Learning how to drive manual Tiburon

Yesterday, I had my first lesson in driving a manual car. The motivation behind it is nothing super fancy like wanting to drive a racing car or so. It is entirely due to a practical reason. My Honda Civic is in the worst condition it has been in since I purchased it. As Adam is not using his car for next 3 months, he suggested that I use his Tiburon, which is a manual.

My Honda Civic’s mileage has just passed 90,000 miles and it has several problems. From the most costly one to the most trivial one: it needs a new catalytic converter ($700) to pass the emission test (deadline 12/3). It needs a new front window to survive the winter (currently there is a 1 foot long crack). It needs a new seal around both front windows (it was torn out when someone tried to break in in Toronto). It has zillions of scratches in both the front and rear bumpers. Lastly, at around 100,000 miles there are multiple items that needs to be replaced which will cost me at least $1000.

Given how new and slick-looking Adam’s car is, I would’ve sold my car and drove his car instantly. However, there was a big issue of having to use both of my feet as opposed to using only one foot or no foot (cruise control) to drive.

Therefore, yesterday I arranged with Inseok (an acquaintance of mine from college, who’s currently in ECE department) to teach me how to drive with two legs. Knowing that Inseok also has an awesome manual sports car (Mazda RX8), Adam also approved of me learning from him. We drove Adam’s car to a nearby parking lot to try out several things. First I learned how to start the engine which was relatively easy. Then, I learned how to shift the car in first gear. It was quite hard to learn where the clutch engagement point was and so of course I stalled the car multiple times. Finally, I learned how to start the car on a hill. Inseok first taught me how to start the car using the side break on a slope. Then, he taught me how to set the clutch to a point where the car doesn’t slide and then immediately going for the accelerator.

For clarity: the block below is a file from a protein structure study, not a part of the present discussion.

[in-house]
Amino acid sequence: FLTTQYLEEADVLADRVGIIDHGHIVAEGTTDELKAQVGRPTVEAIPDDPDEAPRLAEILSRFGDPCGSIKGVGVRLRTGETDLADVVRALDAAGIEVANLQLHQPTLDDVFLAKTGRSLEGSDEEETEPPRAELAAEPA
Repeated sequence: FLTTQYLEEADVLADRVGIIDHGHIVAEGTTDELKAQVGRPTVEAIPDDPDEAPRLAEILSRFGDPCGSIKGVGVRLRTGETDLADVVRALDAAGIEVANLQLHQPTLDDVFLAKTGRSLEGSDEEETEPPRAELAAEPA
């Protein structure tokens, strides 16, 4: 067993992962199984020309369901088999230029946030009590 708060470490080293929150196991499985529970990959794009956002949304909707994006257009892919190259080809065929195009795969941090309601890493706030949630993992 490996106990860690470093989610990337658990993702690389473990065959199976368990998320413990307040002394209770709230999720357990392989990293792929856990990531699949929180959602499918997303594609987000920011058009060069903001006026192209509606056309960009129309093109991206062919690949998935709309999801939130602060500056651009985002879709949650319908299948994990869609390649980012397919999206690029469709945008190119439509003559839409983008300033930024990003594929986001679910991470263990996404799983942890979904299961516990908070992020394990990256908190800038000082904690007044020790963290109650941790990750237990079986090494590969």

After about an hour of driving, my left leg was so tired. Then I realized, in a situation where the car has to consistently stop and start again (like in traffic jam), my left leg will be tortured like hell. No wonder Adam hates traffic in this car I thought..

Although it was not easy learning how to drive a manual, at the end of the day, I felt as if I learned so much about the physics and dynamics of a car. The feeling of being in full control of another mechanical device is always very rewarding. La la ~


One Comment on “Learning how to drive manual Tiburon”

  1. abender says:

    I’m glad you learned how to drive a stick. What I think is hard is not just driving “with your left foot”, but using your hand to shift gears as well. You even have to remember to shift. But using my left foot is not the reason I don’t like driving. And it’s definitely not the car – I like that car! I don’t like driving because being in traffic is a complete waste of time, I get no exercise (unlike cycling), you have to look for and often pay for parking, etc., etc.

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